U.S. Texting and Driving Statistics

Texting and driving statistics remind us of the effect that distracted driving continues to be prevalent in the U.S. and around the world. While the numbers paint a grim picture, the latest texting and driving facts also should motivate drivers to change, and point toward texting and driving solutions that we all can promote to reduce the number of texting-related crashes and fatalities.

Texting and Driving Statistics: Comparing U.S. and European Drivers

Data suggests that texting and driving is a serious problem in the U.S. Although drivers around the world regularly engage in distracted driving activities, American drivers tend to text, email and talk on cell phones more often than their European counterparts.

A 2011 CDC study compared driving behaviors in the U.S. with drivers’ habits in seven European countries. While 69 percent of U.S. drivers (aged 18-64) admitted talking on their cell phone while driving within the past 30 days, the percentages of European drivers who reported similar behaviors were significantly lower—from 21 percent in the U.K. to 59 percent in Portugal.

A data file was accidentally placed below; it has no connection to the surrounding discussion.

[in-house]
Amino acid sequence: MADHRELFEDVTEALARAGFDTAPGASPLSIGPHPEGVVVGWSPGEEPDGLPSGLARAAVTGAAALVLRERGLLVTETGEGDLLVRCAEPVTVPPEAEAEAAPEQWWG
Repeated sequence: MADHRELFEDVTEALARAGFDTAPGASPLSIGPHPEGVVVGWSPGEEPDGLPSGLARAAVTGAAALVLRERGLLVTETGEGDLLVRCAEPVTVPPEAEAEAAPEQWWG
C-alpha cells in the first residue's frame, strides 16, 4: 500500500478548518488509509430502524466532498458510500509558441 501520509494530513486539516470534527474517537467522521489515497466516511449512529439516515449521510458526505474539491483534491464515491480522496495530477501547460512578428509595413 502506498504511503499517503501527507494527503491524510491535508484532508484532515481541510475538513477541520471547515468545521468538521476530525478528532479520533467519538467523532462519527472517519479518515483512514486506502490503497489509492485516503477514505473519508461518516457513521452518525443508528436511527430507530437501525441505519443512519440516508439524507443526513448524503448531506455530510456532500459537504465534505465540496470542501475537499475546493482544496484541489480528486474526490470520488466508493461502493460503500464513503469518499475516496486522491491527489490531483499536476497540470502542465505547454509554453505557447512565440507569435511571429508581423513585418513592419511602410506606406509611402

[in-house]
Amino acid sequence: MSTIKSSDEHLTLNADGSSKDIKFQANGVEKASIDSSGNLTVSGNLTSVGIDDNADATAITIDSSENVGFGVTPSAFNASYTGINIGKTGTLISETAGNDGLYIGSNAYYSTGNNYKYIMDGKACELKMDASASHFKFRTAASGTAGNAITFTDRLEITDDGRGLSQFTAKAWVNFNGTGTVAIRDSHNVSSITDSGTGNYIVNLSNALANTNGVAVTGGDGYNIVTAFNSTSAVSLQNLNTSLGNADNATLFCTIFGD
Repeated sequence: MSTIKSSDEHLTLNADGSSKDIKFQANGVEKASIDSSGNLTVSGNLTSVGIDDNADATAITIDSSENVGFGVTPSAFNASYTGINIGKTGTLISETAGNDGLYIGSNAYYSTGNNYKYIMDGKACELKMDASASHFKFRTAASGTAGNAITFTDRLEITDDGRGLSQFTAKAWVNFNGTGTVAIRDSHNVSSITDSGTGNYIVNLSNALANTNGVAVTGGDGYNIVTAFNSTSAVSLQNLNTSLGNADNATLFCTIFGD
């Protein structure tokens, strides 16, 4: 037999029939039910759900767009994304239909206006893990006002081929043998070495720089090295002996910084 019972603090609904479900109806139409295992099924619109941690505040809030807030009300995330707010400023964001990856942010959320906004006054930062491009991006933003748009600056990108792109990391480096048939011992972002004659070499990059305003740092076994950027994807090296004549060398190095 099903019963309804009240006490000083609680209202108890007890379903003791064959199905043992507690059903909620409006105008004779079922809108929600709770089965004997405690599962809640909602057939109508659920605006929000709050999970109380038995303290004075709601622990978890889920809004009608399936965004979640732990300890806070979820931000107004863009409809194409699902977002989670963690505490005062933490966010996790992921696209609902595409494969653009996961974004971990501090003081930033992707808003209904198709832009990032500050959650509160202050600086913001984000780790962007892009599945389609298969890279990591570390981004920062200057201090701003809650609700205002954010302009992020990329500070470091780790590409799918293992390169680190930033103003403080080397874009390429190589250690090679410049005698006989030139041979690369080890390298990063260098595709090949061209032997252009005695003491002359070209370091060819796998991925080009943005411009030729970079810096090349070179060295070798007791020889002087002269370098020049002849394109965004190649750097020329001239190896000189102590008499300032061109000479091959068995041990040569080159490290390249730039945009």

More alarmingly, nearly one-third (31 percent) of U.S. drivers said that they had viewed or sent a text message while driving during the same time period. European drivers reported texting and driving at lower rates, from 15 percent in Spain to 31 percent in Portugal.

Additional U.S. Texting and Driving Statistics

Understanding texting and driving facts is the first step toward finding texting and driving solutions:

  •  Drivers under the age of 20 represent the largest segment of distracted drivers. One in 10 drivers in this age group who are involved in fatal crashes are distracted at the time of the event.
  •  A quarter of all teen drivers reply to at least one text message every time they get behind the wheel of a vehicle.
  •  Older drivers also are guilty of texting and driving. While 20 percent of teens report having extended text conversations when driving, 10 percent of parents admit to the same behavior.

The most sobering texting and driving statistic is that distracted driving is responsible for 421,000 injuries and more than 3,328 fatalities each year in the U.S. To get involved in the conversation about texting and driving solutions, we encourage you to participate in our Social Chats—a social media campaign to engage drivers of all ages on issues related to distracted driving.